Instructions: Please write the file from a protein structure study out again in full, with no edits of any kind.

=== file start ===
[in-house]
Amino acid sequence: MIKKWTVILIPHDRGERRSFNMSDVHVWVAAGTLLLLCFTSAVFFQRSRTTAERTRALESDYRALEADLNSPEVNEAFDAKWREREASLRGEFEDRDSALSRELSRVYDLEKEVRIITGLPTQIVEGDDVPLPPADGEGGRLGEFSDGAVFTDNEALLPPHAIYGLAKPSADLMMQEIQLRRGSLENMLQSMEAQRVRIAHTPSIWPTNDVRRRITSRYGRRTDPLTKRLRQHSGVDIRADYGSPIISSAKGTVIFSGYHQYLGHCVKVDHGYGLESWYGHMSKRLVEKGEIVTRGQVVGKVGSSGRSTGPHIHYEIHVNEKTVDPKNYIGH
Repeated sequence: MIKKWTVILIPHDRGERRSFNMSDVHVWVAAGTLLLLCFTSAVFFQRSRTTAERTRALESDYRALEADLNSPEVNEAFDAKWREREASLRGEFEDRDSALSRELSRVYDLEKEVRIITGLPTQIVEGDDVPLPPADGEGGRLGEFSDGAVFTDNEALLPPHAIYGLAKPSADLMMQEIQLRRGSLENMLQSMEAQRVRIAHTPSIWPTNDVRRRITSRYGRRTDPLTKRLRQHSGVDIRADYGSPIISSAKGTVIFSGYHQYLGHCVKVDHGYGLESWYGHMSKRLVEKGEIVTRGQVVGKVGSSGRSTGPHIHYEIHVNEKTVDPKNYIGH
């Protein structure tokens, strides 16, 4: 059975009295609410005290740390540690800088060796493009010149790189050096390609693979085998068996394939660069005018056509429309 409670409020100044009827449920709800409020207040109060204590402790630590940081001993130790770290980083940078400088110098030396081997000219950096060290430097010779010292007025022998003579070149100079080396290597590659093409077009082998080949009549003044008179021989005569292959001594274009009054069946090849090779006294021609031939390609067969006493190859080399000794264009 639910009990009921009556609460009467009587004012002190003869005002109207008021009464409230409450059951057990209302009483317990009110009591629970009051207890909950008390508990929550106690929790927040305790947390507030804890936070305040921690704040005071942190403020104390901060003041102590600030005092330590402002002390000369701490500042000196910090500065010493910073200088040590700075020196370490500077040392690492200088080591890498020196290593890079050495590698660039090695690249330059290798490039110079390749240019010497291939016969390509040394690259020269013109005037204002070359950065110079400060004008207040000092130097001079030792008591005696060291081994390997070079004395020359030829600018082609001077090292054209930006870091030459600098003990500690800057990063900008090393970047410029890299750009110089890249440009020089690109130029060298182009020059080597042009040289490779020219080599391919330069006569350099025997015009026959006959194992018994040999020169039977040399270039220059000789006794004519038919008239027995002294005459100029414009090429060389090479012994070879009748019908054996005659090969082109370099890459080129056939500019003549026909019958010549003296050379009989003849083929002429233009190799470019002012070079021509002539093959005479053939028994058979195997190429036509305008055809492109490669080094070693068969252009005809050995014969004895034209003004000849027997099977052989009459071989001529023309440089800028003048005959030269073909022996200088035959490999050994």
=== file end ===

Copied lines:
[in-house]
Amino acid sequence: MIKKWTVILIPHDRGERRSFNMSDVHVWVAAGTLLLLCFTSAVFFQRSRTTAERTRALESDYRALEADLNSPEVNEAFDAKWREREASLRGEFEDRDSALSRELSRVYDLEKEVRIITGLPTQIVEGDDVPLPPADGEGGRLGEFSDGAVFTDNEALLPPHAIYGLAKPSADLMMQEIQLRRGSLENMLQSMEAQRVRIAHTPSIWPTNDVRRRITSRYGRRTDPLTKRLRQHSGVDIRADYGSPIISSAKGTVIFSGYHQYLGHCVKVDHGYGLESWYGHMSKRLVEKGEIVTRGQVVGKVGSSGRSTGPHIHYEIHVNEKTVDPKNYIGH
Repeated sequence: MIKKWTVILIPHDRGERRSFNMSDVHVWVAAGTLLLLCFTSAVFFQRSRTTAERTRALESDYRALEADLNSPEVNEAFDAKWREREASLRGEFEDRDSALSRELSRVYDLEKEVRIITGLPTQIVEGDDVPLPPADGEGGRLGEFSDGAVFTDNEALLPPHAIYGLAKPSADLMMQEIQLRRGSLENMLQSMEAQRVRIAHTPSIWPTNDVRRRITSRYGRRTDPLTKRLRQHSGVDIRADYGSPIISSAKGTVIFSGYHQYLGHCVKVDHGYGLESWYGHMSKRLVEKGEIVTRGQVVGKVGSSGRSTGPHIHYEIHVNEKTVDPKNYIGH
């Protein structure tokens, strides 16, 4: 059975009295609410005290740390540690800088060796493009010149790189050096390609693979085998068996394939660069005018056509429309 409670409020100044009827449920709800409020207040109060204590402790630590940081001993130790770290980083940078400088110098030396081997000219950096060290430097010779010292007025022998003579070149100079080396290597590659093409077009082998080949009549003044008179021989005569292959001594274009009054069946090849090779006294021609031939390609067969006493190859080399000794264009 639910009990009921009556609460009467009587004012002190003869005002109207008021009464409230409450059951057990209302009483317990009110009591629970009051207890909950008390508990929550106690929790927040305790947390507030804890936070305040921690704040005071942190403020104390901060003041102590600030005092330590402002002390000369701490500042000196910090500065010493910073200088040590700075020196370490500077040392690492200088080591890498020196290593890079050495590698660039090695690249330059290798490039110079390749240019010497291939016969390509040394690259020269013109005037204002070359950065110079400060004008207040000092130097001079030792008591005696060291081994390997070079004395020359030829600018082609001077090292054209930006870091030459600098003990500690800057990063900008090393970047410029890299750009110089890249440009020089690109130029060298182009020059080597042009040289490779020219080599391919330069006569350099025997015009026959006959194992018994040999020169039977040399270039220059000789006794004519038919008239027995002294005459100029414009090429060389090479012994070879009748019908054996005659090969082109370099890459080129056939500019003549026909019958010549003296050379009989003849083929002429233009190799470019002012070079021509002539093959005479053939028994058979195997190429036509305008055809492109490669080094070693068969252009005809050995014969004895034209003004000849027997099977052989009459071989001529023309440089800028003048005959030269073909022996200088035959490999050994």